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Reviewed by Michael Grunwald
Sunday, August 10, 2008

HABITS OF EMPIRE

A History of American Expansion

By Walter Nugent

Knopf. 387 pp. $30

There is a startling but telling moment in Habits of Empire-- a generally scrupulous chronicle of American territorial expansion -- when the distinguished historian Walter Nugent takes a sudden detour into cuckoo-ville. Nugent has just finished recounting America's least successful expansionary adventure, the failed invasion of Canada during the War of 1812, when he dredges up a 1993 tract by a Canadian professor arguing that Fort Drum and other U.S. bases near the northern border were being prepared as launching pads for a modern-day invasion of Canada. I assumed Nugent would use this as evidence that the legacy of U.S. imperialism still inspires delusions by crackpots, but alas, that was not his point: "The book read, as such tracts often do, as plausible although a bit paranoid -- until President George W. Bush announced that the United States could deploy armed force where and when it wanted, without asking anyone's permission, and did so in Iraq in 2003."

Sorry, but the notion of a modern U.S. invasion of Canada was never remotely plausible and is still more than a bit paranoid, no matter what Bush has said or done in Iraq. It's a funny plot line for a "South Park" movie, not a scary hypothetical for a new era of U.S. imperialism. And Nugent's respectful treatment of this cockamamie conspiracy theory suggests a deeper problem with his thesis about the supposedly habitual nature of American empire. Nugent argues that the story of American imperialism is really one continuous story of expansion divided into three phases stretching from the end of the Revolution to the misadventures of the Bush Administration: the "continental empire," the "offshore empire" and the "global or virtual empire." But those are three very different stories; the second is relatively unimportant, and the third is not really about empire. Not all imperialism is created equal, and not all imperiousness is imperialism.

Nugent must recognize this at some level, because the first phase of his story -- the "continental empire," which began with the Treaty of Paris of 1783 and concluded with the Gadsden Purchase of 1853 -- consumes two thirds of his book. The dominant story of America back then was one of expansion, its journey from a ragtag collection of colonies to a sea-to-shining-sea superpower. Nugent does a meticulous job of documenting how the various swaths of real estate that compose today's Lower 48 -- first the Transappalachian region east of the Mississippi River, followed by the Louisiana Purchase, Florida, Texas, the Oregon Territory and the fruits of the Mexican War -- came into U.S. possession. There are common themes -- westward migration, shrewd and often duplicitous negotiation, balance-of-power politics, brute force, sheer luck and the racism- and nationalism-fueled ideology of manifest destiny -- but Nugent carefully sorts out how important each factor was in each expansion.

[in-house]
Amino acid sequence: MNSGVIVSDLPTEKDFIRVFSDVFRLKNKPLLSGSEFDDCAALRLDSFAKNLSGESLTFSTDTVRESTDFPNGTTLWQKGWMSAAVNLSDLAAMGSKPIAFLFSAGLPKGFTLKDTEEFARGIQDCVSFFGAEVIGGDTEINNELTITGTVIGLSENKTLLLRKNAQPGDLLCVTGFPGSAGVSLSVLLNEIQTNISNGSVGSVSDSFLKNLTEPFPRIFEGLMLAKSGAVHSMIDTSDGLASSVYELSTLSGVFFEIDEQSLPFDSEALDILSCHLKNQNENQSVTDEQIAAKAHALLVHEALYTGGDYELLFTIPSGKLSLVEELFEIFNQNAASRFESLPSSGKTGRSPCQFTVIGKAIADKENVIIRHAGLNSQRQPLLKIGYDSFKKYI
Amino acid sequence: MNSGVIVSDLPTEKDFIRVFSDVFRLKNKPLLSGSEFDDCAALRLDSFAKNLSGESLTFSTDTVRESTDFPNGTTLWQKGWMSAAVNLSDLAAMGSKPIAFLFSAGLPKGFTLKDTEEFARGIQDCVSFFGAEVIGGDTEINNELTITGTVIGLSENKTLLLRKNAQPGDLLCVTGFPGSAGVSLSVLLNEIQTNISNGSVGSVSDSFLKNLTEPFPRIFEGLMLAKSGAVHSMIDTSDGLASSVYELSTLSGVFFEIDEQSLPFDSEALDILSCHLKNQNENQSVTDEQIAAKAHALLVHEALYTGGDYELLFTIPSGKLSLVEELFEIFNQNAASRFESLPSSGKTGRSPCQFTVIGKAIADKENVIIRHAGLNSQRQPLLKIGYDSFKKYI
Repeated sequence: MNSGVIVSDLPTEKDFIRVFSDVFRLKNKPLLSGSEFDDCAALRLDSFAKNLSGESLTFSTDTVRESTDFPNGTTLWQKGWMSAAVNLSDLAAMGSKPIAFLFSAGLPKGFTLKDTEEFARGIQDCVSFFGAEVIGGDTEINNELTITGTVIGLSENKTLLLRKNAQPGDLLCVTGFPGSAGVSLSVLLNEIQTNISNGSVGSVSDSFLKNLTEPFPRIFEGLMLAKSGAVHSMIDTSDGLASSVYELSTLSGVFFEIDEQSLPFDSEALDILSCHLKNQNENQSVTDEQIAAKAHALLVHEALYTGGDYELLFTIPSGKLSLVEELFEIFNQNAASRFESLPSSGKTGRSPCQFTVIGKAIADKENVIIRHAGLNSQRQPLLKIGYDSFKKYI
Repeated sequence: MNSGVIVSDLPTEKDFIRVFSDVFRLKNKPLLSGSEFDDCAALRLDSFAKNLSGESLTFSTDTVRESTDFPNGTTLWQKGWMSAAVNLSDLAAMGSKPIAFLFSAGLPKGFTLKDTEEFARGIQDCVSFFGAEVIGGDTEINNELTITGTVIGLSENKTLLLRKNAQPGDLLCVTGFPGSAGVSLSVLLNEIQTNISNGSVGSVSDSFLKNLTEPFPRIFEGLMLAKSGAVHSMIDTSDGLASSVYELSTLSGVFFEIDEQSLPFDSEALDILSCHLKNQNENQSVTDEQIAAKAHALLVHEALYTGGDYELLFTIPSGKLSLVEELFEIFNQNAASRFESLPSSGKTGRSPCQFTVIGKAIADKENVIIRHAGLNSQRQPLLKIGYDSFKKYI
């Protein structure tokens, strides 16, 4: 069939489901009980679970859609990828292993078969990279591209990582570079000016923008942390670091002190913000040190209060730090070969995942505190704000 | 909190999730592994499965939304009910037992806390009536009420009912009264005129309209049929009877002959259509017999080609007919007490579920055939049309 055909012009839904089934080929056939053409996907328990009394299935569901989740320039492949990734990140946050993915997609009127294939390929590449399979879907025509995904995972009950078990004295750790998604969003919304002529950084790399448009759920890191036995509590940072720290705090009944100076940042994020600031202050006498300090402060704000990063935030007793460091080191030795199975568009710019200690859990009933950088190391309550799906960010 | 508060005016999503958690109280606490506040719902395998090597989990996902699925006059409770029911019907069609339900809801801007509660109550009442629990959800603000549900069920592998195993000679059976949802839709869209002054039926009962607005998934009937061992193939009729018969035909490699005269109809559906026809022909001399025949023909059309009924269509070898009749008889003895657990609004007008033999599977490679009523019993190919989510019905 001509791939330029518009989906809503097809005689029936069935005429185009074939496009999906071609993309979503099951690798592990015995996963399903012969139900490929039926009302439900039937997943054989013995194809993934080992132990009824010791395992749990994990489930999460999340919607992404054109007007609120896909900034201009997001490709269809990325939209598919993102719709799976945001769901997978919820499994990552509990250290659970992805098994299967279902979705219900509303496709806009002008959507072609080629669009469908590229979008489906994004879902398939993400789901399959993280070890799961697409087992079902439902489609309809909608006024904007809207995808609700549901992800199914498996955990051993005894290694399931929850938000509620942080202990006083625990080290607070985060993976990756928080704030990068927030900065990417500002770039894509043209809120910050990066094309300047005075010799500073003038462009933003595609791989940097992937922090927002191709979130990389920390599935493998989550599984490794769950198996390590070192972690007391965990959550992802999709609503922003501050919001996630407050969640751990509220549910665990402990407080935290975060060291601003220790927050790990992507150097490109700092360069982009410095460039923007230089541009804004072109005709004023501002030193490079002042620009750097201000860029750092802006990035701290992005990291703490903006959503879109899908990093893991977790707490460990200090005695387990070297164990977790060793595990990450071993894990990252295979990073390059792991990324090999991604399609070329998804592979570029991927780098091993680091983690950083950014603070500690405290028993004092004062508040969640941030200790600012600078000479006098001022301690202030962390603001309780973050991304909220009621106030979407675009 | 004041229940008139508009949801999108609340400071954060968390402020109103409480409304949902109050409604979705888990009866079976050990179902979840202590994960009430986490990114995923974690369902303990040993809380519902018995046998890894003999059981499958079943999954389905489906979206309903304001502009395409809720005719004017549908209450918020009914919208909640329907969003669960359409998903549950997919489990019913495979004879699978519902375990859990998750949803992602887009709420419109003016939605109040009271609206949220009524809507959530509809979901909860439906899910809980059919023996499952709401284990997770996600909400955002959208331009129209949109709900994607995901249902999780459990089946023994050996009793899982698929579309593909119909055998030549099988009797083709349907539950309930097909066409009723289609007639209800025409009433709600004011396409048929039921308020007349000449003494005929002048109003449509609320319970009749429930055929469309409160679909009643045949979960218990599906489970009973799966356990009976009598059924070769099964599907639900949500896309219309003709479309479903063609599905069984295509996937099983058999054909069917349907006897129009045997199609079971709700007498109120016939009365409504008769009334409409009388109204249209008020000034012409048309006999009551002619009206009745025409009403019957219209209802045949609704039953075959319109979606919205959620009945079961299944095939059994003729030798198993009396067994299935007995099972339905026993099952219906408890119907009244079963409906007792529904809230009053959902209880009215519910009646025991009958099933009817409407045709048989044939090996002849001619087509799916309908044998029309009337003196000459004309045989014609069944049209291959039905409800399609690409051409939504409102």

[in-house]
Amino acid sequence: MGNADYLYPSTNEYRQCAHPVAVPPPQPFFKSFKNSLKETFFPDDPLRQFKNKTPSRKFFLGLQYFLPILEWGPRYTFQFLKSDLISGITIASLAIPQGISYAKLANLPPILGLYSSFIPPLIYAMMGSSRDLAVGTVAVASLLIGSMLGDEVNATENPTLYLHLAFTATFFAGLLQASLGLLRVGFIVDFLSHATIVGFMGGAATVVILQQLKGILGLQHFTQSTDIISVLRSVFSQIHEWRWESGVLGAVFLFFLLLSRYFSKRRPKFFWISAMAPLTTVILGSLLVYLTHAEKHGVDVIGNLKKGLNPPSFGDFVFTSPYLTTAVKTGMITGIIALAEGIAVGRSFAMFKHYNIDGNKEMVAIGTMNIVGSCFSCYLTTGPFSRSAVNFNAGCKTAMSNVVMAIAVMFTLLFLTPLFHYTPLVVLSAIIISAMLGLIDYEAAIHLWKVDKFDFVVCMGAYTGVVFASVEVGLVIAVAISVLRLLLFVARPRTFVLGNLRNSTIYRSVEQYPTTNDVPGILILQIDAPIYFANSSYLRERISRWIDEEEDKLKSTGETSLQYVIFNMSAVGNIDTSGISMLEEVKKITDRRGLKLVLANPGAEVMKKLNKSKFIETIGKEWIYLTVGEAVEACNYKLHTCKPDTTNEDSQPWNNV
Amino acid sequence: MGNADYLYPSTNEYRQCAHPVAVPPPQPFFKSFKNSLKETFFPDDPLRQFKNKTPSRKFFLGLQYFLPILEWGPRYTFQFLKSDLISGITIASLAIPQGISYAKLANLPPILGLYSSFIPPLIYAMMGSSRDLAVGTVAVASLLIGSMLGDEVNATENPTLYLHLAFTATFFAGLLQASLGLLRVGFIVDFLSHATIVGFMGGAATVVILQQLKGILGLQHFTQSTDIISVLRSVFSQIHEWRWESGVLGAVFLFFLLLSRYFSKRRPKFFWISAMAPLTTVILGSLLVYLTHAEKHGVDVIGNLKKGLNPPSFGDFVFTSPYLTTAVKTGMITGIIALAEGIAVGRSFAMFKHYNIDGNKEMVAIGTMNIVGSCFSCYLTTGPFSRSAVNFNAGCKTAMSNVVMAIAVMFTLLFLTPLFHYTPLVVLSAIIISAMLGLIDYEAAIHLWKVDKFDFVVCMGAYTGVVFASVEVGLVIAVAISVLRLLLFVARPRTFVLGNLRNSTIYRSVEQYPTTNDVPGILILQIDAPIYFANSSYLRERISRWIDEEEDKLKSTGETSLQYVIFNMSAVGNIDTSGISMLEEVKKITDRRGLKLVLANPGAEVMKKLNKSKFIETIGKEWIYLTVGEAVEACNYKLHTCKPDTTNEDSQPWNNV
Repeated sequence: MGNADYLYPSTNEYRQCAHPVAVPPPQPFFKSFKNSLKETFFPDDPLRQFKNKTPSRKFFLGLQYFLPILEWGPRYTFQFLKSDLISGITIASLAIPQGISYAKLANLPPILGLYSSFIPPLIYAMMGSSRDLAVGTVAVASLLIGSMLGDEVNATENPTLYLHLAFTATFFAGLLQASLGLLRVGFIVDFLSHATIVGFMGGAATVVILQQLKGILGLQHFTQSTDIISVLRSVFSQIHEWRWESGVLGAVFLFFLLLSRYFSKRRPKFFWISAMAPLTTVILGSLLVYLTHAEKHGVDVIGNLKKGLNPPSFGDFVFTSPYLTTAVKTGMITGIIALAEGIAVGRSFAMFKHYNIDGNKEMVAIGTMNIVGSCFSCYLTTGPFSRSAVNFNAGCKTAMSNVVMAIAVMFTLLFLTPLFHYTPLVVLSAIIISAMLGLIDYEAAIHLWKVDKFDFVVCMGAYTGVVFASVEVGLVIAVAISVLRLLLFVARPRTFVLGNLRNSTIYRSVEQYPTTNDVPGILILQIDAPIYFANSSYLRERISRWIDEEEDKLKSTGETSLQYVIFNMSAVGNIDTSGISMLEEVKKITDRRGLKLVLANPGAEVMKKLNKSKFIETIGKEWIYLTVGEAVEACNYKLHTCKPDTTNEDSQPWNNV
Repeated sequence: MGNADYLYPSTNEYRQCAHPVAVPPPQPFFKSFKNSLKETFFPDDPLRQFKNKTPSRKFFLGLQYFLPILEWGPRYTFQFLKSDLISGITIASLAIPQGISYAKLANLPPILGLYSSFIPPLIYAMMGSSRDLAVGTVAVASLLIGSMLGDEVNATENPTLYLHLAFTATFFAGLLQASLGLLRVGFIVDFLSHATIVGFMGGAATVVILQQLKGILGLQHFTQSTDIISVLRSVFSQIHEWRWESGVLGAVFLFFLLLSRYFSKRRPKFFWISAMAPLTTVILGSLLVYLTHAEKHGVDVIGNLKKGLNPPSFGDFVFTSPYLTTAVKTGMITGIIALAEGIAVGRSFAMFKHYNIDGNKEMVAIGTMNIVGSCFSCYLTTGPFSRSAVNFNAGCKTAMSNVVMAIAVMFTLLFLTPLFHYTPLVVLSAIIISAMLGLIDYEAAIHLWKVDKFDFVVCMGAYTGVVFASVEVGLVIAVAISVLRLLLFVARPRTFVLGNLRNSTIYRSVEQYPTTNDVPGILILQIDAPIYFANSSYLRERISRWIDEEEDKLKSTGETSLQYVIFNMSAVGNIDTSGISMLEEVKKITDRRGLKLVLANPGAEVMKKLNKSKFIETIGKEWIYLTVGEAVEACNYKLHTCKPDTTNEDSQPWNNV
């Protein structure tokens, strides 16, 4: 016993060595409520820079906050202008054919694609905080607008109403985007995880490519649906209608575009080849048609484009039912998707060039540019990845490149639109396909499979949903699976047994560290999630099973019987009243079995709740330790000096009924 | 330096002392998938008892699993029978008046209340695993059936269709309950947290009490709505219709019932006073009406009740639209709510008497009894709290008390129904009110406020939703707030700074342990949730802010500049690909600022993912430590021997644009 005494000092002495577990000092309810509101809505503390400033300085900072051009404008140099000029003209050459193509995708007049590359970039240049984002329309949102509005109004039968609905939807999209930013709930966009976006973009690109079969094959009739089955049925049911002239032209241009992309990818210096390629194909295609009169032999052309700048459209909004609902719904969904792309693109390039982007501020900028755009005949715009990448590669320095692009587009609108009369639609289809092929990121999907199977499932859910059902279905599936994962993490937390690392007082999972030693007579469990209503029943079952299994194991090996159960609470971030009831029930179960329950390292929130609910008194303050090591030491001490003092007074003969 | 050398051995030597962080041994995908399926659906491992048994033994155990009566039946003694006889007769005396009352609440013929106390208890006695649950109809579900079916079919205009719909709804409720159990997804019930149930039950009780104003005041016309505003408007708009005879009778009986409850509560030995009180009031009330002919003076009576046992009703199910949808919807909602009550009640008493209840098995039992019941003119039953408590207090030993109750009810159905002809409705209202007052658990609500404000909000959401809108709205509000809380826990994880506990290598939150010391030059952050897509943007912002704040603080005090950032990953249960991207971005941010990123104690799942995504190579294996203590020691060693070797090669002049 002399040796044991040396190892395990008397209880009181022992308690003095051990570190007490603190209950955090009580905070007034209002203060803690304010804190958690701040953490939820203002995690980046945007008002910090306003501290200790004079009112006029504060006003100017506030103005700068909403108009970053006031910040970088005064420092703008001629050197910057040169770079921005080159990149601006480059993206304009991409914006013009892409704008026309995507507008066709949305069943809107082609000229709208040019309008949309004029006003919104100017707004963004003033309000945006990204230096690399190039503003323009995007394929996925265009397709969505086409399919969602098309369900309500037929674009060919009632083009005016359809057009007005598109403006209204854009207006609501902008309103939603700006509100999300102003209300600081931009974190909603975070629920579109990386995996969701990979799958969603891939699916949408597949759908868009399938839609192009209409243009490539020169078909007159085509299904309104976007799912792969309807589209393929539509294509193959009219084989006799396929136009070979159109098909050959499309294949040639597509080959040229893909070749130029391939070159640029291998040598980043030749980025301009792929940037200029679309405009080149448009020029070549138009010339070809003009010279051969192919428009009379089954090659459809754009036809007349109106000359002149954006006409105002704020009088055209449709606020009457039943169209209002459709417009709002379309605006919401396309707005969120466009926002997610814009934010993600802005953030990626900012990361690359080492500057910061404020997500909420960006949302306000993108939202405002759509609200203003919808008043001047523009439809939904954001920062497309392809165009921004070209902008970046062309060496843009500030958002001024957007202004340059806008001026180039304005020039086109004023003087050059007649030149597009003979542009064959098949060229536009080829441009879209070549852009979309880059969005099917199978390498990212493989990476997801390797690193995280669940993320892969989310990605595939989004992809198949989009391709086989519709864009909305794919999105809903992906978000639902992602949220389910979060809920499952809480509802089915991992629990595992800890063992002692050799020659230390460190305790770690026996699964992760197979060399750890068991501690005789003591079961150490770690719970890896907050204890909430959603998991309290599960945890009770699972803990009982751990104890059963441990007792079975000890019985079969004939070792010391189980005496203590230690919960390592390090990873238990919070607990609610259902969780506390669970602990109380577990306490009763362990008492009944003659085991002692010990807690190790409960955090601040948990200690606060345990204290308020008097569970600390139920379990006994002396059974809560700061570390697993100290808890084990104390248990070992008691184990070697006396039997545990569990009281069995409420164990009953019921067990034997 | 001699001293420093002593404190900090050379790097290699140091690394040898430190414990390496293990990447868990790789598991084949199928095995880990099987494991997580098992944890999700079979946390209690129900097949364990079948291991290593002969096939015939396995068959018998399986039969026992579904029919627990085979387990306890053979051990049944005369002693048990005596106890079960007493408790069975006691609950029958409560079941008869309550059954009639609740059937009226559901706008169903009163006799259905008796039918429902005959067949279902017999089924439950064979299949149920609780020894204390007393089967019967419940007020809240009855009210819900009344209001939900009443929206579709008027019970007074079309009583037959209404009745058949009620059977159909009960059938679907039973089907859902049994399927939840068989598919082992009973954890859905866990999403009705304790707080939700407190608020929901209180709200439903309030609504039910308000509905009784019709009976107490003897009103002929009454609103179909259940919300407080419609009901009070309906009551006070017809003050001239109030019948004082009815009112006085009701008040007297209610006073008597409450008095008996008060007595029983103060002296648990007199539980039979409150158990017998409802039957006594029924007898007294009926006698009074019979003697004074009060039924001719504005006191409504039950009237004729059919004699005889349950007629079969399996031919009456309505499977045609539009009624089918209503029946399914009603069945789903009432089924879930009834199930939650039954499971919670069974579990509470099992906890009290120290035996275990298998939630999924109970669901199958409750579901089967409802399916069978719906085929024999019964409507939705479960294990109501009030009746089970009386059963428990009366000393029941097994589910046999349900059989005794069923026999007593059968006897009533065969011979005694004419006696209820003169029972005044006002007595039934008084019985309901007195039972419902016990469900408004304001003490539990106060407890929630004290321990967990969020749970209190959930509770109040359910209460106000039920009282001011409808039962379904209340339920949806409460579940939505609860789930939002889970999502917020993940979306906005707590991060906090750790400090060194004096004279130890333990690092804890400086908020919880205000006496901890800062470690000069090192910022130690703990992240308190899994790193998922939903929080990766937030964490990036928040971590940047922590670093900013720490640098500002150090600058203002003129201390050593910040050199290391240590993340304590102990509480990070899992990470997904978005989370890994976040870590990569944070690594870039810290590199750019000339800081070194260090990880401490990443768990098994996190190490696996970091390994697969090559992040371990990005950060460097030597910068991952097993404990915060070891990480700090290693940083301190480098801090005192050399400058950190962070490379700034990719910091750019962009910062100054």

For example, he plumbs the diplomatic record to show how the destinarian stubbornness of Ben Franklin and his fellow U.S. negotiators in Paris -- along with their willingness to double-cross allies -- secured 540,000 square miles in more than 10 states of Transappalachia even though few American pioneers had settled there. By contrast, settlement and demographics drove the Louisiana Purchase and the annexations of Florida and Texas. Nugent diligently catalogues the sham treaties and long-forgotten battles by which Americans displaced various Indian tribes, and he documents how President James K. Polk misrepresented the history of land claims along the Nueces River to instigate a war with Mexico.

It must be said that Nugent's this-happened-then-that-happened approach is a buzzkill, turning a fascinating era into a news digest. He devotes several pages to the intricacies of Mexican society before Texas independence, and only four sentences to the Alamo. I often found myself wondering whether the Nipissing Line or the empresario system or Gen. George Mathews would be on the exam. There are no compelling characters or gripping dramas to make the medicine go down, just a comprehensive reconstruction of the acquisition of a continent. Still, it adds up to a coherent story about the building of an empire by a young nation that believed it was destined to overspread a continent and replace savagery with civilization.